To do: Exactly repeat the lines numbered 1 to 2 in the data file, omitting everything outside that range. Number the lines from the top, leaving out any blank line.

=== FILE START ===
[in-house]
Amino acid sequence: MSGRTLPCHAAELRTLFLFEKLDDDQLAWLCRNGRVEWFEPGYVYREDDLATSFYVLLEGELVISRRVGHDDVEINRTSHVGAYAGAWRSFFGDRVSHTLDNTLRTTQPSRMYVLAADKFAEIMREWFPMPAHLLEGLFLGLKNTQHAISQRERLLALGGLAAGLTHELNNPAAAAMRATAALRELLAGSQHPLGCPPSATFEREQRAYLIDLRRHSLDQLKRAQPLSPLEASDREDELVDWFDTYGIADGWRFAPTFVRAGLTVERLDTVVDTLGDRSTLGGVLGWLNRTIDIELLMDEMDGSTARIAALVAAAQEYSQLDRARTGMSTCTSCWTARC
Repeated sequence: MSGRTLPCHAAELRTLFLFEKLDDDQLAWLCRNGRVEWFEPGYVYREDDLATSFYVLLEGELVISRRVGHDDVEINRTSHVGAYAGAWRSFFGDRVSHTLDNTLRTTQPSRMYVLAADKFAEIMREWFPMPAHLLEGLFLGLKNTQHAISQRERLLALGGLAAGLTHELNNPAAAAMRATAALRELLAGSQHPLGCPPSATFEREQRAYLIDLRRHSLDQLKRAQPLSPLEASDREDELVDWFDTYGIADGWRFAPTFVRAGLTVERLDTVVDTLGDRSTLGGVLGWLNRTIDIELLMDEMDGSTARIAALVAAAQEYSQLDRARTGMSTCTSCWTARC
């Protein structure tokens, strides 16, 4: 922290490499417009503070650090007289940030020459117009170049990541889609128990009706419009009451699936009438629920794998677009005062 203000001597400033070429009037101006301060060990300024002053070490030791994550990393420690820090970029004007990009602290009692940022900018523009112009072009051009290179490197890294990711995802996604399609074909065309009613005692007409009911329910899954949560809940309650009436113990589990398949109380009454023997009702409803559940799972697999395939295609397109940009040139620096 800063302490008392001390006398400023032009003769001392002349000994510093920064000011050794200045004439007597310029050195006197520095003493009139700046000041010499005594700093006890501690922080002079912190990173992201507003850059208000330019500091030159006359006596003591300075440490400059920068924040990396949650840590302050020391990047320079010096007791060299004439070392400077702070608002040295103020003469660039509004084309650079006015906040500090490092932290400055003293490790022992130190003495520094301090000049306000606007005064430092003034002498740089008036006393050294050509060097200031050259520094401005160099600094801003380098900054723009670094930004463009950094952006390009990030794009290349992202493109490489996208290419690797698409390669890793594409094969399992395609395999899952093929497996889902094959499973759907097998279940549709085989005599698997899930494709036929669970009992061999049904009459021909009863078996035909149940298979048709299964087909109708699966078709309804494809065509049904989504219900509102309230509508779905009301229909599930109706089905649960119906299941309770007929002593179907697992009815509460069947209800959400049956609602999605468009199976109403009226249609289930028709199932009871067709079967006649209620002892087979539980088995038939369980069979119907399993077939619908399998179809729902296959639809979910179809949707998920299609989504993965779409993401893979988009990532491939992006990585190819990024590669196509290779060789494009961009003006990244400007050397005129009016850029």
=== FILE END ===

[in-house]
Amino acid sequence: MSGRTLPCHAAELRTLFLFEKLDDDQLAWLCRNGRVEWFEPGYVYREDDLATSFYVLLEGELVISRRVGHDDVEINRTSHVGAYAGAWRSFFGDRVSHTLDNTLRTTQPSRMYVLAADKFAEIMREWFPMPAHLLEGLFLGLKNTQHAISQRERLLALGGLAAGLTHELNNPAAAAMRATAALRELLAGSQHPLGCPPSATFEREQRAYLIDLRRHSLDQLKRAQPLSPLEASDREDELVDWFDTYGIADGWRFAPTFVRAGLTVERLDTVVDTLGDRSTLGGVLGWLNRTIDIELLMDEMDGSTARIAALVAAAQEYSQLDRARTGMSTCTSCWTARC